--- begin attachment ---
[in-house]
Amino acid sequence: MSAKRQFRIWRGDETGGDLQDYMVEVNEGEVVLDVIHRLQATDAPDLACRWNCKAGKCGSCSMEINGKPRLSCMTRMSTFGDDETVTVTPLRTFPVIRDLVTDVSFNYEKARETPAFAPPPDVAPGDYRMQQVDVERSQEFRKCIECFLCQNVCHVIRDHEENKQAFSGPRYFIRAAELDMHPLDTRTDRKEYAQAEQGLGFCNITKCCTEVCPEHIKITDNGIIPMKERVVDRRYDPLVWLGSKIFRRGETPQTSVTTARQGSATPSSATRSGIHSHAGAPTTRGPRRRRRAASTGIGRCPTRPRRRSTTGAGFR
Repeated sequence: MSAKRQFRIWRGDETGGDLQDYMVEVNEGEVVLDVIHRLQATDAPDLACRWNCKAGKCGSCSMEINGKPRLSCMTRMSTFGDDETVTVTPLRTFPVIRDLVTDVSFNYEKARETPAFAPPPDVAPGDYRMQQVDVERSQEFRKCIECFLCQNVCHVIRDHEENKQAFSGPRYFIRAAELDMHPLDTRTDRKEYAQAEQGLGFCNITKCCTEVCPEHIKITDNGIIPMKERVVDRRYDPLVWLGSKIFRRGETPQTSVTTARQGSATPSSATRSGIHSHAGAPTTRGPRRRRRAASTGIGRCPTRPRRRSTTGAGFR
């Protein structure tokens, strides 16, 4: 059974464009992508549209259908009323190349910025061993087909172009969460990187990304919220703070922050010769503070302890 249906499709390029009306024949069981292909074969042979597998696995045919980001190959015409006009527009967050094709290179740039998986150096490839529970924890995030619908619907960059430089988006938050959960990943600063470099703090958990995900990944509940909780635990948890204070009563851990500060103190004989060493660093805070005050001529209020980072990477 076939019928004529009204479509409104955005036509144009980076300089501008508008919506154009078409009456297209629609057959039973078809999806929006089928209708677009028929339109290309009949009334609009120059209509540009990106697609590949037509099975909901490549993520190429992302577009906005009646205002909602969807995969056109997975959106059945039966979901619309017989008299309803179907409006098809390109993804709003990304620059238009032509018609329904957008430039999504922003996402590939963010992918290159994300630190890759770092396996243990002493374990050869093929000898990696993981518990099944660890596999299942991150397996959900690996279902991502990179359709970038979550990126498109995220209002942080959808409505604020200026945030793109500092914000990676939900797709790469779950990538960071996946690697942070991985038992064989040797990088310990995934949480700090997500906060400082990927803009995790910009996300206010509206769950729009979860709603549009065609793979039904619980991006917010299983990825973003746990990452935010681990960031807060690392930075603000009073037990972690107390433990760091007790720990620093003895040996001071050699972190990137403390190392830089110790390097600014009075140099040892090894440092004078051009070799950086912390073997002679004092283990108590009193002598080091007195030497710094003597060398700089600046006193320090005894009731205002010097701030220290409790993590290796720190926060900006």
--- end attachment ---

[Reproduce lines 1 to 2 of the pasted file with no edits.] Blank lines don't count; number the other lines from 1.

[in-house]
Amino acid sequence: MSAKRQFRIWRGDETGGDLQDYMVEVNEGEVVLDVIHRLQATDAPDLACRWNCKAGKCGSCSMEINGKPRLSCMTRMSTFGDDETVTVTPLRTFPVIRDLVTDVSFNYEKARETPAFAPPPDVAPGDYRMQQVDVERSQEFRKCIECFLCQNVCHVIRDHEENKQAFSGPRYFIRAAELDMHPLDTRTDRKEYAQAEQGLGFCNITKCCTEVCPEHIKITDNGIIPMKERVVDRRYDPLVWLGSKIFRRGETPQTSVTTARQGSATPSSATRSGIHSHAGAPTTRGPRRRRRAASTGIGRCPTRPRRRSTTGAGFR